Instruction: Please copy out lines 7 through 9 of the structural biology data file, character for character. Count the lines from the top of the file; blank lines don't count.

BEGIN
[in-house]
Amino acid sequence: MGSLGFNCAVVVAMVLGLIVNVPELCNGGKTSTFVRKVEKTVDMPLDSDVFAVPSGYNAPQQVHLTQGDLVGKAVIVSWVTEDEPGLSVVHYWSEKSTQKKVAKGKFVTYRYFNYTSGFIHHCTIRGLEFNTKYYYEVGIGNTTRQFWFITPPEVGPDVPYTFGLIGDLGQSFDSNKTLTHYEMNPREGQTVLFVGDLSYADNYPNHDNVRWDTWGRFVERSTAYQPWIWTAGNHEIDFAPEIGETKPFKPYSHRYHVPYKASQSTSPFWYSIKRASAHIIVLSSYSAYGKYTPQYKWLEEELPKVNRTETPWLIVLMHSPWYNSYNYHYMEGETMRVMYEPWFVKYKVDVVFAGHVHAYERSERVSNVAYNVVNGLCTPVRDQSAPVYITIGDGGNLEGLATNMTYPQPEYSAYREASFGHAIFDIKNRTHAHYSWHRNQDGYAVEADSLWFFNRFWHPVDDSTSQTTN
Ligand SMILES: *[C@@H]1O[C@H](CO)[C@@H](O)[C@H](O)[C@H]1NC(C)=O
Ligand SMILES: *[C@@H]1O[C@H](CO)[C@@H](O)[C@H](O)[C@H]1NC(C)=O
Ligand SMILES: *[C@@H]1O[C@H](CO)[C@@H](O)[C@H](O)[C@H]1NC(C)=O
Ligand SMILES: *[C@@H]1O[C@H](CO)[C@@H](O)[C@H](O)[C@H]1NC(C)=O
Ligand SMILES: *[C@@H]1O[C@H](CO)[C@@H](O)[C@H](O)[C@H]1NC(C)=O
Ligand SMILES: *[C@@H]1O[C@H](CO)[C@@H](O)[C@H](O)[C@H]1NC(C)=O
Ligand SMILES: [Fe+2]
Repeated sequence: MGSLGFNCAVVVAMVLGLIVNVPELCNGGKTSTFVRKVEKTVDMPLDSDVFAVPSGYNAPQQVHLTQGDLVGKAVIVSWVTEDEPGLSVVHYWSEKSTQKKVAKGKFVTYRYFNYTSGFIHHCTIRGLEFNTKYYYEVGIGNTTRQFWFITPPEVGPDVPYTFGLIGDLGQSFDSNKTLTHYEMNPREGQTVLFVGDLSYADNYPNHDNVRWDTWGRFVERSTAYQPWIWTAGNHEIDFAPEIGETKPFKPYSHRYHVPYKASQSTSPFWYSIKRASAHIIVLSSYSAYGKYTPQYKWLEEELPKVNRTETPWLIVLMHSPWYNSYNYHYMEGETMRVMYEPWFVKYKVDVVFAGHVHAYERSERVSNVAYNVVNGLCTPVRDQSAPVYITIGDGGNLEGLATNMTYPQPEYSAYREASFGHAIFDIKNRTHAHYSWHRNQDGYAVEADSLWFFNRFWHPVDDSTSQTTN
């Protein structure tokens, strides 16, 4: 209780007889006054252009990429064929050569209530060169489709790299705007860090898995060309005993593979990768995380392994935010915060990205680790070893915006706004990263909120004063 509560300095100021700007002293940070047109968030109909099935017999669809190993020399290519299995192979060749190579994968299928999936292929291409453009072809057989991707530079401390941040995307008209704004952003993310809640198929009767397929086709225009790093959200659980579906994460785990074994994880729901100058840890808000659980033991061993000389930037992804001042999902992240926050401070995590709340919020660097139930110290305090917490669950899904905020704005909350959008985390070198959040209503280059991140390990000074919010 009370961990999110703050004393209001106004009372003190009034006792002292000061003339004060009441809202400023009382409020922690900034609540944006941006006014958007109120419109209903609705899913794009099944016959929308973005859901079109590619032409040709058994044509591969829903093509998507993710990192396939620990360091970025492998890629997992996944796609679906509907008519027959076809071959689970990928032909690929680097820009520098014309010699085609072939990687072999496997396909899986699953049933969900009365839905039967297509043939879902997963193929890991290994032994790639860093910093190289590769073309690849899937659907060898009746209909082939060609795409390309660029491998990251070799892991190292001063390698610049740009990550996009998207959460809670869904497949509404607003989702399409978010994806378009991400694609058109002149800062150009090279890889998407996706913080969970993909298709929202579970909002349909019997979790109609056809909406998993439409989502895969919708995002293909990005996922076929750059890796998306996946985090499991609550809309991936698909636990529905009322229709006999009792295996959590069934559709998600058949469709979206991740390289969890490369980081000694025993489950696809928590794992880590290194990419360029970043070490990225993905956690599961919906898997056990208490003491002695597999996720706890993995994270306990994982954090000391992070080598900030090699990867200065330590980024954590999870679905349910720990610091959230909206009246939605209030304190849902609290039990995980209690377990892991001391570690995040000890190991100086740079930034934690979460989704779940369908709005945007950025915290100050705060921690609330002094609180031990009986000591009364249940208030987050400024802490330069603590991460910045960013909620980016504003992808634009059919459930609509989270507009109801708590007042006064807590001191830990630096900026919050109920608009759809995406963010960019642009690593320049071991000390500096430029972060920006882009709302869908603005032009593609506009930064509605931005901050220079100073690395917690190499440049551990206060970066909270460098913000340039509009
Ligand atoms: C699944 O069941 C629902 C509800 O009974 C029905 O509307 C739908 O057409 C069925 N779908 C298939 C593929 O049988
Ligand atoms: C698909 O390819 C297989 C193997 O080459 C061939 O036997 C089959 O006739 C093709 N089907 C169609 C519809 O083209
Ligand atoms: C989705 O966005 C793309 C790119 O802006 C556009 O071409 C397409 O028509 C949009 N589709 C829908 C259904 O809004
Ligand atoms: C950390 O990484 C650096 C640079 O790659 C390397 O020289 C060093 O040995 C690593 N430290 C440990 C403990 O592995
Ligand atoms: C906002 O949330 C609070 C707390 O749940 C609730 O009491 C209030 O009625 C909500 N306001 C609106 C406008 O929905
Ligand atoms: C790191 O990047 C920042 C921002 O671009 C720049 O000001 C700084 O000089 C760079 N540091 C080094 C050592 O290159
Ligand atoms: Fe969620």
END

Ligand SMILES: *[C@@H]1O[C@H](CO)[C@@H](O)[C@H](O)[C@H]1NC(C)=O
Ligand SMILES: *[C@@H]1O[C@H](CO)[C@@H](O)[C@H](O)[C@H]1NC(C)=O
Ligand SMILES: [Fe+2]